Saskatoon StarPhoenix

Duo thunders onto scene

Electro/pop/rap group has live show worth a look

- By Stephanie Classen

April showers may or may not be on the way, but this weekend’s forecast calls for a 100 per cent chance of thunder.

Toronto electro/pop/rap duo Thunderhei­st — made up of producer/mixer Grahm Zilla and sassy MC Isis — is currently on the Exclaim 17th Anniversar­y Tour and ready to bring a storm of sound to Saskatoon.

Grahm recently chatted with The StarPhoeni­x about Thunderhei­st’s accidental formation, their changing sound and why the live show is worth a look.

StarPhoeni­x: Tell me a bit about your music beginnings. What were you into growing up?

Grahm Zilla: In high school I was really into guitar music and old punk bands like Dead Kennedys and ’70s rock like Black Sabbath. Then Tiga, a DJ/producer, was one of the founders of the rave scene in Montreal and they were throwing these warehouse parties around 1993. I heard there was this party in my high school auditorium and I ended up checking it out. I was blown away. I decided I didn’t like guitar anymore and wanted to become a DJ.

So within a couple months I bought a turntable at Value Village, got a really shitty mixer and started playing around with that stuff. That lead to three or four years of DJing at raves. Then I started hanging out with people that were strictly hip hop and they would clown on me because of the raver thing. They convinced me it wasn’t cool so I hung out at hip hop parties and did some DJ battles.

Then I had a really bad injury where I pretty much obliterate­d my arm and had to get surgery with a metal plate and bone grafting and that killed my DJing. I realized I need to figure something else out. That’s when I started in production.

SP: So did all those elements influence what you were doing when you started Thunderhei­st?

GZ: Absolutely. I just want to try different things. I can’t make the song over and over or I’d want to kill myself.

SP: Before Thunderhei­st became a duo it was your private solo project. I’ve read that you lied at first and told people it was a group.

GZ: I thought it was funny at the time. I was really trying to be anonymous about the whole thing so it was a way of throwing people off. It came down to having friends that were very purist about hip hop so I wanted to keep it a secret and see what happened.

SP: Adding Isis to the mix happened kind of by accident, right?

GZ: I started working with Isis in the summer of ’06 but it was more on her solo project which was much more contempora­ry hip hop. We did a couple tracks together.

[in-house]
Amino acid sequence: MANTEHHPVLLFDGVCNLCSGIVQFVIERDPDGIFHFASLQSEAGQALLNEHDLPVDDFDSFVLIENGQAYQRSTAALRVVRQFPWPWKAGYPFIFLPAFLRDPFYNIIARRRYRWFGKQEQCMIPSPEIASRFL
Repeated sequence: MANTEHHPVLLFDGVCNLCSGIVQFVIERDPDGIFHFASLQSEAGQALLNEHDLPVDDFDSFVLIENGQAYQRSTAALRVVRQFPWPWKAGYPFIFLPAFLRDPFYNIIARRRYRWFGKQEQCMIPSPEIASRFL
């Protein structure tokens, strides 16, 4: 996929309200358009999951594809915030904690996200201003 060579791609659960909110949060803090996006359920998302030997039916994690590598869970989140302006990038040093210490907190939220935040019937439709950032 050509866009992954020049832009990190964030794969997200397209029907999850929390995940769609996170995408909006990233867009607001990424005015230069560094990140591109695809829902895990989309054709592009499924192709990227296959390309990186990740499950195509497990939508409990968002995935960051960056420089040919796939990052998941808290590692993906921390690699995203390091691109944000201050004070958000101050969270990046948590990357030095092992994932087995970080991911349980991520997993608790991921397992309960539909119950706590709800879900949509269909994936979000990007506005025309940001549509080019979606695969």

In the meantime I had started Thunderhei­st, but I didn’t really put the two together that maybe Isis could be on this stuff. I actually intentiona­lly kept her out of the loop because I didn’t know if she’d be into it. I didn’t want to show it to her but I was doing this remix and a friend of mine — one of the only ones who knew about Thunderhei­st — asked me for it on MSN Messenger. I had Isis’ chat window open too and I accidental­ly sent it to her. And I was like, ‘Oh my god it’s over. She thinks I’m a freak.’ I didn’t hear from her for a couple of days but then she sent me the file back and had recorded herself over the parts where there weren’t vocals. It sounded great. Within two weeks we had our demo finished.

SP: You released your self-titled debut album on March 31. How has the response been so far?

GZ: It kind of leaked at the beginning of February so a lot of people got it before it actually came out. Some people would send me comments on Facebook and be like, ‘Yo, I love the new album,’ and I’m like, ‘You realize it’s not out yet right?’ If people don’t like it they’re not necessaril­y going to contact you and be like, ‘This is shit,’ so the people that have contacted me have definitely been pretty stoked about it. I’m trying to avoid reading reviews of it. I think it’s better to just move on to the next stuff and whatever happens happens.

SP: So are you already working on new stuff?

GZ: We’re both very ambitious people and we definitely think we can bring more to the table on our next project. The first album is kind of an introducti­on album. A lot of the material on Thunderhei­st we can’t really deal with performing any more because we’ve been touring this stuff for two years, it’s kind of ridiculous. We’re definitely moving on with our sound. The sound is changing because we’re changing.

SP: So how is the sound evolving?

GZ: The biggest thing is that Isis has been rapping long enough that she feels like she needs to try other things. That’s why we introduced in a small dosage the singing stuff. She’s way more into songwritin­g than she is rapping right now. I think the possibilit­ies are endless for that direction. We’re big into pop music. We like writing catchy stuff that people are going to sing along to. Not to say there won’t be any rapping because she’s good at it, but we’re just changing it up so that it’s less standard format.

SP: You guys have become known for your live show, which isn’t always the case for electronic acts. Why is that?

GZ: The most obvious reason is Isis as a live performer is really hard to compete with. As she said, she was born to do this. She feeds off the crowd’s energy and is really fun to watch. We both like to crowd surf and be in there. I do music that sounds good in a club setting. All the bass heavy stuff sounds good and we’re a good combinatio­n. I agree with you, a lot of electronic acts are just like two guys that look like they’re checking their e-mails. We try to take some of that punk rock energy and apply it to our live show.

 ?? —Photo Supplied ?? Isis (left) and Grahm Zilla make up the duoThunder­heist
—Photo Supplied Isis (left) and Grahm Zilla make up the duoThunder­heist

Newspapers in English

Newspapers from Canada